Beirut Blast – Some Quick Thoughts and Observations

On Tues 4th August 2020, an enormous explosion occurred in the city of Beirut, Lebanon – causing widespread destruction on a scale rarely seen outside war zones. The last time I remember seeing such an event was in Tianjin, China in 2015. There was another building destruction in Tehran in 2017 – the Plasco building. Some friends of mine did some investigation into that incident and posted their findings via facebook.

Whenever something like this happens, where we see unusual destruction, and a strange-looking explosion, I often get  flurry of messages or I get tagged on social media – as people wonder if what happened may involve exotic technology or that things “may not be as they appear.” However, as with the Tianjin event – and all similar ones, I don’t want to jump to any conclusions. Neither  do I necessarily want to spend many weeks or months investigating the event. Here, therefore, I will point out a few thoughts and observations about the Beirut explosion, and make some comparisons to what happened on 9/11. Readers can perhaps use these ideas as “signposts” for their own investigations.

In Beirut, before the huge explosion, we saw some smaller flashes happening on the building which was near or at the centre of the huge blast.

  1. The building(s) was/were on fire before the enormous explosion.
  2. There was an enormous and powerful blast wave which several people recorded and this caused enormous destruction and knocked people down – even those that were about ½ to 1 mile away from the blast. This blast wave was probably travelling at super-sonic speed – so we could see the “dome” of it spreading out. (The visibility of the wave is caused by water vapour in the atmosphere re-condensing due to rapid temperature and pressure changes as the blast wave moves out.)
  3. The building had been on fire for some time before the blast – we could see a plume of smoke had risen quite a distance into the sky – perhaps 200 feet.
  4. Beirut is in a geographical area which is politically volatile.

So, these are just basic thoughts/observations – which we can then compare to the events relating to the destruction of the WTC complex on 9/11:

  1. It happened in a politically stable area.
  2. There was no blast wave and people were not thrown to the ground while recording the events.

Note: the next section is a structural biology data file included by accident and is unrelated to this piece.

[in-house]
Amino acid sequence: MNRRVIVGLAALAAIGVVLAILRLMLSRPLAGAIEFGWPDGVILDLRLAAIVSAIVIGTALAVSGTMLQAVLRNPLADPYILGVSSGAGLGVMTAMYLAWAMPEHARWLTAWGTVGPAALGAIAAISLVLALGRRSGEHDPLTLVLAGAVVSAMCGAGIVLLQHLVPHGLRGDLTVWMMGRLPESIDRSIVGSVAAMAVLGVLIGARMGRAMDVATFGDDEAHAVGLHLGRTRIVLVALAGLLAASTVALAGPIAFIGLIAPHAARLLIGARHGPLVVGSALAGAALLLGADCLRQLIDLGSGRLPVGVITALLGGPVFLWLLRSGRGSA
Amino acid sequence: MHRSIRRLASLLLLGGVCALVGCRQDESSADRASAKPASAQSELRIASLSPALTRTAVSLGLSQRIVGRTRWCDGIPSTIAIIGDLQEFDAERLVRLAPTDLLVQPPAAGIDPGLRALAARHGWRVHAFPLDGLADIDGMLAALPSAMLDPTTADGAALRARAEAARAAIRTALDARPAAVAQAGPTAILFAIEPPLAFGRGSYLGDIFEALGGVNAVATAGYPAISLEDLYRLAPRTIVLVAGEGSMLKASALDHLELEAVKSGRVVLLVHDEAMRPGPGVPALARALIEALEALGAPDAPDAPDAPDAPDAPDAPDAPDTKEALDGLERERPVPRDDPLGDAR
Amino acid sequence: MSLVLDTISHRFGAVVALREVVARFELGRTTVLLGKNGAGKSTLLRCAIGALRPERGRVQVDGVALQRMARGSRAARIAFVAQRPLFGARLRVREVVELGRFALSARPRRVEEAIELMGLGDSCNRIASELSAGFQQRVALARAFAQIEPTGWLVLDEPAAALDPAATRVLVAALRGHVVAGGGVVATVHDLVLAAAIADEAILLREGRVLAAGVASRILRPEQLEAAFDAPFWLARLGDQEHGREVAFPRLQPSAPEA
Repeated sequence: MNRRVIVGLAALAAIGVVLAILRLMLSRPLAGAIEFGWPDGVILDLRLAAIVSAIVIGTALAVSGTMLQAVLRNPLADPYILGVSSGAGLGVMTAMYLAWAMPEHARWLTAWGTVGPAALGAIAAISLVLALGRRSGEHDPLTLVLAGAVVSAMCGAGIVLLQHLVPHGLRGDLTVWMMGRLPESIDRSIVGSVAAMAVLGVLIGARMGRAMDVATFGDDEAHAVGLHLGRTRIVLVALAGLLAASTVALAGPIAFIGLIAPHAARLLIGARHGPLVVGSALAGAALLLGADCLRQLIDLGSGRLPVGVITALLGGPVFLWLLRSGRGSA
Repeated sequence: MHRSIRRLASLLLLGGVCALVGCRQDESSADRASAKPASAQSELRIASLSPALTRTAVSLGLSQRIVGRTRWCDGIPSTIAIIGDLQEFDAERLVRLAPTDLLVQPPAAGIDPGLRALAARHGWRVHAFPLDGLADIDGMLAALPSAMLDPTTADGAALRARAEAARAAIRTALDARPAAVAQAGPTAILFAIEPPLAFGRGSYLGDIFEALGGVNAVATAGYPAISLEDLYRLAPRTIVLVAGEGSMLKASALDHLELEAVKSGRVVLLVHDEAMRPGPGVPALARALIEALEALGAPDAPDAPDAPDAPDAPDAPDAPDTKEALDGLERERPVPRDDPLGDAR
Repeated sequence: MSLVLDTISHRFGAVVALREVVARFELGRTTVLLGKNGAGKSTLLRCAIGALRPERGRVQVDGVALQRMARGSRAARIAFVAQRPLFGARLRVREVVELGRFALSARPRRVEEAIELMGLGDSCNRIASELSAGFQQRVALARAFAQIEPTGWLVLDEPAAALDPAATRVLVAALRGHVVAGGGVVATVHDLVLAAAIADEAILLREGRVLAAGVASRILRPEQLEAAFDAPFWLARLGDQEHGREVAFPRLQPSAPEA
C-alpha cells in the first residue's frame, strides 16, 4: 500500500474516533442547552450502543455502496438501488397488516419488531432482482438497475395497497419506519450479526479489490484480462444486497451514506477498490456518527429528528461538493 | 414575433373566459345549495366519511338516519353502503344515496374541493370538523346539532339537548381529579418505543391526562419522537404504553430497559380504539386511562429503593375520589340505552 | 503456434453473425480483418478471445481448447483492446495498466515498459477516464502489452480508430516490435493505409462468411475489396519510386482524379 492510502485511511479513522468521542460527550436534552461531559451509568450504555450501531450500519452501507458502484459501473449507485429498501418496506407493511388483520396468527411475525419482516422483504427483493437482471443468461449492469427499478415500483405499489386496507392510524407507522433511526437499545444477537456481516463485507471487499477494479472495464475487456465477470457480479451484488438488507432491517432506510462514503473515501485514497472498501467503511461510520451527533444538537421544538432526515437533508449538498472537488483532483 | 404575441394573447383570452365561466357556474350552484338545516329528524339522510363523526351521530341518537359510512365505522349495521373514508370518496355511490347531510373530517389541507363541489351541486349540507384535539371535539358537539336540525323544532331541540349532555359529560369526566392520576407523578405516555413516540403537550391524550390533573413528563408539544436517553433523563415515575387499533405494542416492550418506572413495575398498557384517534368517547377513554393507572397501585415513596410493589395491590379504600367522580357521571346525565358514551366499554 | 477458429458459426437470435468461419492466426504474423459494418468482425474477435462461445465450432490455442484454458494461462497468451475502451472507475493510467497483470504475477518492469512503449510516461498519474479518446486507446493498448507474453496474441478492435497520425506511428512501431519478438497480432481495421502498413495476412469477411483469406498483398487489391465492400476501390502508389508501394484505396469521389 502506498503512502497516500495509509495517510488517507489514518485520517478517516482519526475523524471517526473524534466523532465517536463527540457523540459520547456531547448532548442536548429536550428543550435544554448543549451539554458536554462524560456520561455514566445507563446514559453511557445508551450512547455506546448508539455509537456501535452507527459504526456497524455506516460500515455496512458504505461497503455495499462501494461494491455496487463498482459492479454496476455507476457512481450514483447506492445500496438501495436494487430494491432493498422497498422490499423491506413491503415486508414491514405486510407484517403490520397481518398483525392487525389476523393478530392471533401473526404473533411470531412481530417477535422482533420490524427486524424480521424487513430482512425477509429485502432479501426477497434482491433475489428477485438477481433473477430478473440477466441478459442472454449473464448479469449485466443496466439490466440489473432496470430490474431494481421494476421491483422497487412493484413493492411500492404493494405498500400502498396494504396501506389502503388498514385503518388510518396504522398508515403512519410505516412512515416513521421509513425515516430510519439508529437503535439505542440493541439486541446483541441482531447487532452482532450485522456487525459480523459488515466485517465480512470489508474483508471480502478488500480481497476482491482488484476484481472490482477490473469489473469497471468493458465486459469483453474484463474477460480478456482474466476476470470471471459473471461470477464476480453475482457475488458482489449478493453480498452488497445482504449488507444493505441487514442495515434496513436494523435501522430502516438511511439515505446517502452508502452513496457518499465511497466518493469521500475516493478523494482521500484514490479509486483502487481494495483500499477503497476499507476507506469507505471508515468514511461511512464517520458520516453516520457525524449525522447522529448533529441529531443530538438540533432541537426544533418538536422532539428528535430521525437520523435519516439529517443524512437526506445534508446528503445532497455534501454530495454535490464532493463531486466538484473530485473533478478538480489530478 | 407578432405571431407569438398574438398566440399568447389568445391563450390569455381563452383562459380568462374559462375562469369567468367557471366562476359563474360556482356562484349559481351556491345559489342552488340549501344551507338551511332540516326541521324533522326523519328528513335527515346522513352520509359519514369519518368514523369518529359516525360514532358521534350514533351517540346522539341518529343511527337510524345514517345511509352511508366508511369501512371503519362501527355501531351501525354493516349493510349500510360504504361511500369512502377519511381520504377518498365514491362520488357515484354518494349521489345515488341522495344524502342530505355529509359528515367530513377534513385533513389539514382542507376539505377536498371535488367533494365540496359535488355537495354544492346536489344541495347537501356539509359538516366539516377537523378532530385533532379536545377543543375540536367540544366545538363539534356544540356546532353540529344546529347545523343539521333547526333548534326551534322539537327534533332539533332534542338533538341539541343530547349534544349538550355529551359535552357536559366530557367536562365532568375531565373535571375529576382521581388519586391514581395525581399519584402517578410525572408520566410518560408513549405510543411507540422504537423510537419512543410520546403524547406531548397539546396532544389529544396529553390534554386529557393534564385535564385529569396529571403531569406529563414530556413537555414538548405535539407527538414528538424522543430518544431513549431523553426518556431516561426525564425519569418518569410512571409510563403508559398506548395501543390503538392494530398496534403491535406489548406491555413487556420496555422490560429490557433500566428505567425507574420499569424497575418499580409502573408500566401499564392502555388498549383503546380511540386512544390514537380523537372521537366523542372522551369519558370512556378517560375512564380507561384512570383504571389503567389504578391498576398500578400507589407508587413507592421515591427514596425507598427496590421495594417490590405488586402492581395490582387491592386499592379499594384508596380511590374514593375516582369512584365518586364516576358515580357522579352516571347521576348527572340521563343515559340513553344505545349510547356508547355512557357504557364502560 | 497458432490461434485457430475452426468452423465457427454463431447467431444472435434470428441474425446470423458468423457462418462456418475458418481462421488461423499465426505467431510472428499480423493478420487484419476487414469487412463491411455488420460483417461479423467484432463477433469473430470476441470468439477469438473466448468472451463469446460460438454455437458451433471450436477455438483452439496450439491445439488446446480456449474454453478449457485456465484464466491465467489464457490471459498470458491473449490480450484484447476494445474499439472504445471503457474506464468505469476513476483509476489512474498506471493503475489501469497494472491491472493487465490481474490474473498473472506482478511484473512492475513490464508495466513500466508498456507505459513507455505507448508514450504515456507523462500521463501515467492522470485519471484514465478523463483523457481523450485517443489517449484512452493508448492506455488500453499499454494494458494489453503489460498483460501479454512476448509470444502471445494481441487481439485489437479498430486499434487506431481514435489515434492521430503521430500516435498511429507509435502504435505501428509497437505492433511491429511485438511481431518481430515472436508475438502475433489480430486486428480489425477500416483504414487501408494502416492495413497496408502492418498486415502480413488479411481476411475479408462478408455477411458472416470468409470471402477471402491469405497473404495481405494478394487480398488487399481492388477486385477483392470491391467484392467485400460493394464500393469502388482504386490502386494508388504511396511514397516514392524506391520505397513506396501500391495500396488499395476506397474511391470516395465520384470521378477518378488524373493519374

3. The fire before the WTC destruction was small compared the Beirut building fire.
  4. There was relatively little damage to surrounding buildings – only the WTC buildings and the Banker’s trust building were irreparably damaged.

If people want to investigate the Beirut explosion, they need to gather evidence such as:

  • All available videos
  • Thousands of photos – comprising “before and after” images.
  • As many witness accounts as possible
  • Seismic data
  • Map data (what was the building that had the explosion)
  • Weather data
  • Study of debris
  • Study of official documents about the buildings’ construction and history

Only when the evidence has been gathered and studied can you move away from speculation, towards some type of conclusion. Remember, that in the case of 9/11, Dr Judy Wood had been investigating the WTC destruction for 3 years before she began to post any of her findings (and even then, she started in a “low-key” way).

Whilst we can’t trust mainstream media to tell us the truth – for various reasons, as independent researchers, we should not jump to conclusions either. We can remember that the earlier reports and accounts are important to collect – due to the spin and various types of misinformation and even censorship that usually follows. So, gathering initial reports etc is important, but we should then continue to gather evidence carefully, if we want to find out what happened. Also, we shouldn’t expect other researchers to do the work for us, as they may not be interested in studying the event – particularly where there is going to be a language barrier (i.e. in the case of the WTC Destruction on 9/11, most of the media which contained evidence are in English – this is probably not going to be the case with the Beirut evidence.)


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